New Jersey’s top-tier candidates for governor drew income in 2016 from a mix of salaries, stocks, real estate and other investments, according to reports released Monday by the state Election Law Enforcement Commission.
Candidates must disclose all their sources of income to New Jersey election regulators, although they’re not required to say how much money came in from each source.
Winning the prize for “longest filing” was Democrat Phil Murphy, the former Goldman Sachs executive and U.S. ambassador to Germany who returned the seven-page ELEC form with a 30-page appendix listing all of his family investments. Republican Assemblyman Jack Ciattarelli submitted the second-longest filing, at 14 pages.
Here’s a summary of each major candidate’s personal financial disclosure to ELEC:
The assemblyman reported a salary from the state of New Jersey. He received $49,000 in 2016, although it’s not listed on the ELEC form.
Both he and his wife Melinda reported unspecified income from Galen Publishing, Ciattarelli’s medical publishing and marketing business. Jack Ciattarelli also drew income from Healthcare Media Group, also one of his businesses.
Both spouses drew a pension from Galen Publishing in 2016, and Ciattarelli also drew a pension from the state of New Jersey.
The Ciattarellis reported gains from Morgan Stanley investment accounts in 2016. Jack Ciattarelli reported dividends from stocks in dozens of blue-chip companies, including Apple, Bank of America, Boeing, Chevron, Facebook, GE, Johnson & Johnson, Microsoft and Pfizer.
Ciattarelli also has invested in many different types of state-issued bonds, the ELEC form showed.
The lieutenant governor earned $140,000 from her state job in 2016, according to public payroll data. Her husband retired from the Appellate Division of the Superior Court this year, but in 2016 Michael Guadagno drew $174,500 from his salary, the data show.
Michael Guadagno drew unspecified rental income in 2016 from a beachfront condominium in Sea Bright listed as 1382 Yacht Harbor Estates.
The lieutenant governor reported unspecified dividends from Steamboat Springs LLC of Virginia Beach, Va. The judge reported dividends from National Financial Services of Jersey City. Both spouses also drew dividends from Ameritrade accounts in 2016.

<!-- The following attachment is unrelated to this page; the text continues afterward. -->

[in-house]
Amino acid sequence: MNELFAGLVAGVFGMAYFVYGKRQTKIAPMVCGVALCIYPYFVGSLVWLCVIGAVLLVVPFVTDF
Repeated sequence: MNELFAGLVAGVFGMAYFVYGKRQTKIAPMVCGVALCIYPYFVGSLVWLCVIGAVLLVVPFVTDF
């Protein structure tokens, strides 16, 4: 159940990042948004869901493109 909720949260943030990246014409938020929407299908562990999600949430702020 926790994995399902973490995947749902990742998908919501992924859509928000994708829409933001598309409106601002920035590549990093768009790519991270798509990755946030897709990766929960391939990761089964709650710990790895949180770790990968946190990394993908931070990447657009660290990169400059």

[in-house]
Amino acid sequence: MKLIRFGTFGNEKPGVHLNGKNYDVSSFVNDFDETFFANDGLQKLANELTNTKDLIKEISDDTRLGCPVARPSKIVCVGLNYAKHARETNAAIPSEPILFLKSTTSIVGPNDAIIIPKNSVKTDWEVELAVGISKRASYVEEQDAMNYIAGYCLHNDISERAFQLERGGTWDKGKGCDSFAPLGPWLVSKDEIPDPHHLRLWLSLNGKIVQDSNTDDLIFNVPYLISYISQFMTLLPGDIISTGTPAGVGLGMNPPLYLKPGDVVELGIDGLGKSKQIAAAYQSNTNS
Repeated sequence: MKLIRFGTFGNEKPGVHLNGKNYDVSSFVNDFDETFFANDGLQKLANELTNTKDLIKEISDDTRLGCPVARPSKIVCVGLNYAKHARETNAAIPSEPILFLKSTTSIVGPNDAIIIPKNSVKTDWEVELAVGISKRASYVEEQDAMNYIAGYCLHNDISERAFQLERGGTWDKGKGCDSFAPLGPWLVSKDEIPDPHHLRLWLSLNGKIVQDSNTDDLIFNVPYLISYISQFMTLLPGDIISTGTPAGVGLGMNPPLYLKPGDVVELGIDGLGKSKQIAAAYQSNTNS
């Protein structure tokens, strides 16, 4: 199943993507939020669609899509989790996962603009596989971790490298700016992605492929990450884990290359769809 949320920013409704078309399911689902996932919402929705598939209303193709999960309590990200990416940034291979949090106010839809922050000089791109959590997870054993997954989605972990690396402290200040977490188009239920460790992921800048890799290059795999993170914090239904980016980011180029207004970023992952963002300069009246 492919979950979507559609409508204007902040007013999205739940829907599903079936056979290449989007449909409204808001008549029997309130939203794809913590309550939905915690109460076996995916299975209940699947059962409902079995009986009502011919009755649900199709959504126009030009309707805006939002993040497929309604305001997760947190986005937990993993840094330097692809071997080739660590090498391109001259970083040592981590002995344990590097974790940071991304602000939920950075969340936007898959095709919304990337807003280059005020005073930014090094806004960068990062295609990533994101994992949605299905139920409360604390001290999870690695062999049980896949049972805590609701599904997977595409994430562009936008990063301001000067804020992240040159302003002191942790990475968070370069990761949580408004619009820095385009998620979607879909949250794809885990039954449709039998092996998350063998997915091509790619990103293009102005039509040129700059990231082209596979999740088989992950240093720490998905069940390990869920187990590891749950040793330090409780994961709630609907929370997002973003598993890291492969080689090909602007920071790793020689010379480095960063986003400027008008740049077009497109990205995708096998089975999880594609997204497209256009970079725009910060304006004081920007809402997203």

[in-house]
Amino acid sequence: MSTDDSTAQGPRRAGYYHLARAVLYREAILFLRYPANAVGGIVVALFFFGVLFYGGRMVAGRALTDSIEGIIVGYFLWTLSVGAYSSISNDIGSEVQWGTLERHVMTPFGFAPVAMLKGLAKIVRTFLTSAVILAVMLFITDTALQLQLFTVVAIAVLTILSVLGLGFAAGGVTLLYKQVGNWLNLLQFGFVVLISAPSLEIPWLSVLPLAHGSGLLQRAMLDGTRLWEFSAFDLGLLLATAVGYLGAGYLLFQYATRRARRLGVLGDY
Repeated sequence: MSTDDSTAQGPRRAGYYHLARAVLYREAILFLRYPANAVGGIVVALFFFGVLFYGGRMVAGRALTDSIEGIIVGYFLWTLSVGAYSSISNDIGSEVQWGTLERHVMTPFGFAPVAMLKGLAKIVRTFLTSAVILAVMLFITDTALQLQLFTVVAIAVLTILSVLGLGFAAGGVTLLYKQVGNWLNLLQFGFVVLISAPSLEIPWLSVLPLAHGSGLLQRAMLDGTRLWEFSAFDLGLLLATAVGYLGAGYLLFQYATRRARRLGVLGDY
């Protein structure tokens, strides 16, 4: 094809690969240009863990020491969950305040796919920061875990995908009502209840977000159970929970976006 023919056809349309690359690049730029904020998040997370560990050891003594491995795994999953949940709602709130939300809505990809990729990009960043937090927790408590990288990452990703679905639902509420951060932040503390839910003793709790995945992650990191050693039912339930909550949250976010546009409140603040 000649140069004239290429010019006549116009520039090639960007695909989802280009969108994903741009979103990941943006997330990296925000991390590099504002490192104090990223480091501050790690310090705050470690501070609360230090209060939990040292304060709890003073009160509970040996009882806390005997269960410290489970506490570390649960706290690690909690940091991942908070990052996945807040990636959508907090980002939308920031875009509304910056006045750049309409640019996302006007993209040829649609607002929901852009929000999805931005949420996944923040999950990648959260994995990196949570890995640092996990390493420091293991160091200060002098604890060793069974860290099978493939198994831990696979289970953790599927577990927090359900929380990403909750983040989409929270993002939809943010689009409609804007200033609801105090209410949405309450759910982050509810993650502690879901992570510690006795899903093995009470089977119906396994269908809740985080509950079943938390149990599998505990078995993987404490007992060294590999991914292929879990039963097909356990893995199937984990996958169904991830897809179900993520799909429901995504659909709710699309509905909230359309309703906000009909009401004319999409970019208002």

The Guadagnos earned a combined $339,686 in 2015, according to their most recent tax return.
The Democrat reported salary and profit-sharing earnings in 2016 from the New York law firm Debevoise and Plimpton, where he was a partner. His wife, Nancy Northup, reported income from the Center for Reproductive Rights, where she is president and chief executive.
Johnson listed stock earnings from a range of companies including AT&T, ConocoPhillips, GE, Home Depot, Johnson & Johnson, Merck and Pfizer.
The Goldman Sachs alum drew no salary in 2016 and manages his money through hundreds of investments, the ELEC form showed.
Murphy, the former U.S. ambassador to Germany, and his wife Tammy drew unspecified rental income from properties in Berlin and Terni, Italy.
They reported earnings from a variety of family trusts and from stock Phil Murphy owns in hundreds of companies, including Apple, Bank of America, Boeing, Chevron, Citi, Coca-Cola, Comcast, Delta, Ford, GE, McDonald’s, Merck, MetLife, Prudential, Starbucks, Wal-Mart and the Walt Disney Co.
Murphy earned $7.3 million in 2015, according to a tax return he showed to reporters in December.
The Democratic assemblyman drew a salary from the state of New Jersey of $49,000, according to public payroll data not on the ELEC form.
He also drew income from his law firm, Wisniewski and Associates, and from a separate entity called Wisniewski Realty. And he also reported gains in 2016 from around a dozen investment funds.
The ELEC disclosure form showed that one of Wisniewski’s children works for the Cooper Health System. One of New Jersey’s most powerful Democrats, George Norcross, is chairman of Cooper’s board.
Wisniewski and his wife Debbie reported a combined $462,819 in their 2015 tax return.